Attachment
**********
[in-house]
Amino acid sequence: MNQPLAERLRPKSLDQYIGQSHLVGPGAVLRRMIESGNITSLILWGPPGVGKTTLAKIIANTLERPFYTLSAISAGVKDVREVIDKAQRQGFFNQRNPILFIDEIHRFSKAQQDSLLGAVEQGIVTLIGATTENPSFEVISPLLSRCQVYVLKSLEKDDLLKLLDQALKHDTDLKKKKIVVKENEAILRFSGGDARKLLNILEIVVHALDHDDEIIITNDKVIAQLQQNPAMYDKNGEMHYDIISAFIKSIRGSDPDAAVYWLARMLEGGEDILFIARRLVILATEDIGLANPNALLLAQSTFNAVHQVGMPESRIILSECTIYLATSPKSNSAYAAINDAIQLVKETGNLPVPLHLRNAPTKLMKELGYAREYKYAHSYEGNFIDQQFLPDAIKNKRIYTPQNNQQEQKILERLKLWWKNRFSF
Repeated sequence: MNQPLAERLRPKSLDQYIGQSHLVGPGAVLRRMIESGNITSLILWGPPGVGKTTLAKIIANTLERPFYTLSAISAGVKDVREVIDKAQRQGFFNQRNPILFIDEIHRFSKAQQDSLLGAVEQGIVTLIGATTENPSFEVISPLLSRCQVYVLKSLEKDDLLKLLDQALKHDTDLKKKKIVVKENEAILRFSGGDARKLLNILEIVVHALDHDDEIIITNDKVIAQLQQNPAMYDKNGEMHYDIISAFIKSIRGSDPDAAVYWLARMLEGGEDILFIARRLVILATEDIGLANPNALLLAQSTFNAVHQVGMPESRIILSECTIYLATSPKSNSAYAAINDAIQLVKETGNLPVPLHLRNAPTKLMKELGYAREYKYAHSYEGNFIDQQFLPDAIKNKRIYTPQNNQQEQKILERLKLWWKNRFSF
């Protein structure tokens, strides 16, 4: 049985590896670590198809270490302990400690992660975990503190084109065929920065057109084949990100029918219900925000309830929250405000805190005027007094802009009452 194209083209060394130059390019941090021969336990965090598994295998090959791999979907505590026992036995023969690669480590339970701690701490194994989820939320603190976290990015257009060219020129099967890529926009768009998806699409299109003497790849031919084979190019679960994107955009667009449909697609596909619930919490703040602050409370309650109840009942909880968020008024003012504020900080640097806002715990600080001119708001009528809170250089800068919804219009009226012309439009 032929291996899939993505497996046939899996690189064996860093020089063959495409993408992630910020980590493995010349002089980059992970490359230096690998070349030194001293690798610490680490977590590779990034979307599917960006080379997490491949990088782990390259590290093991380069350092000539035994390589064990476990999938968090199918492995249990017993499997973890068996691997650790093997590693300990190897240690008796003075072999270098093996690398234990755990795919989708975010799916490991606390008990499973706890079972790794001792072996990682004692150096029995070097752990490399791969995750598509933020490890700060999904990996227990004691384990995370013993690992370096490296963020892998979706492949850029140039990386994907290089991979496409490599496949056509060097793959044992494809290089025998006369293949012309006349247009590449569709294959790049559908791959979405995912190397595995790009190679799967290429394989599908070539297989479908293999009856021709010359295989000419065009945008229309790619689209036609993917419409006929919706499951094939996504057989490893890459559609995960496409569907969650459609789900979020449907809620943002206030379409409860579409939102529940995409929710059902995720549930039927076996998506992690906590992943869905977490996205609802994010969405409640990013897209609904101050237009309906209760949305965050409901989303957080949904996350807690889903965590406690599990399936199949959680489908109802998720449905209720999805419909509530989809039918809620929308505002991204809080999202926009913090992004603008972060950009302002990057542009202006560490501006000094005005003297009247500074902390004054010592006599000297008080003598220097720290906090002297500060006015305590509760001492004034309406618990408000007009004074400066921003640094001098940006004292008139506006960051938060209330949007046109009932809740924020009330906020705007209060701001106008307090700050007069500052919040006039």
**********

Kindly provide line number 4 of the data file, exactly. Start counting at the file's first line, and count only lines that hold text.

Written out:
């Protein structure tokens, strides 16, 4: 049985590896670590198809270490302990400690992660975990503190084109065929920065057109084949990100029918219900925000309830929250405000805190005027007094802009009452 194209083209060394130059390019941090021969336990965090598994295998090959791999979907505590026992036995023969690669480590339970701690701490194994989820939320603190976290990015257009060219020129099967890529926009768009998806699409299109003497790849031919084979190019679960994107955009667009449909697609596909619930919490703040602050409370309650109840009942909880968020008024003012504020900080640097806002715990600080001119708001009528809170250089800068919804219009009226012309439009 032929291996899939993505497996046939899996690189064996860093020089063959495409993408992630910020980590493995010349002089980059992970490359230096690998070349030194001293690798610490680490977590590779990034979307599917960006080379997490491949990088782990390259590290093991380069350092000539035994390589064990476990999938968090199918492995249990017993499997973890068996691997650790093997590693300990190897240690008796003075072999270098093996690398234990755990795919989708975010799916490991606390008990499973706890079972790794001792072996990682004692150096029995070097752990490399791969995750598509933020490890700060999904990996227990004691384990995370013993690992370096490296963020892998979706492949850029140039990386994907290089991979496409490599496949056509060097793959044992494809290089025998006369293949012309006349247009590449569709294959790049559908791959979405995912190397595995790009190679799967290429394989599908070539297989479908293999009856021709010359295989000419065009945008229309790619689209036609993917419409006929919706499951094939996504057989490893890459559609995960496409569907969650459609789900979020449907809620943002206030379409409860579409939102529940995409929710059902995720549930039927076996998506992690906590992943869905977490996205609802994010969405409640990013897209609904101050237009309906209760949305965050409901989303957080949904996350807690889903965590406690599990399936199949959680489908109802998720449905209720999805419909509530989809039918809620929308505002991204809080999202926009913090992004603008972060950009302002990057542009202006560490501006000094005005003297009247500074902390004054010592006599000297008080003598220097720290906090002297500060006015305590509760001492004034309406618990408000007009004074400066921003640094001098940006004292008139506006960051938060209330949007046109009932809740924020009330906020705007209060701001106008307090700050007069500052919040006039």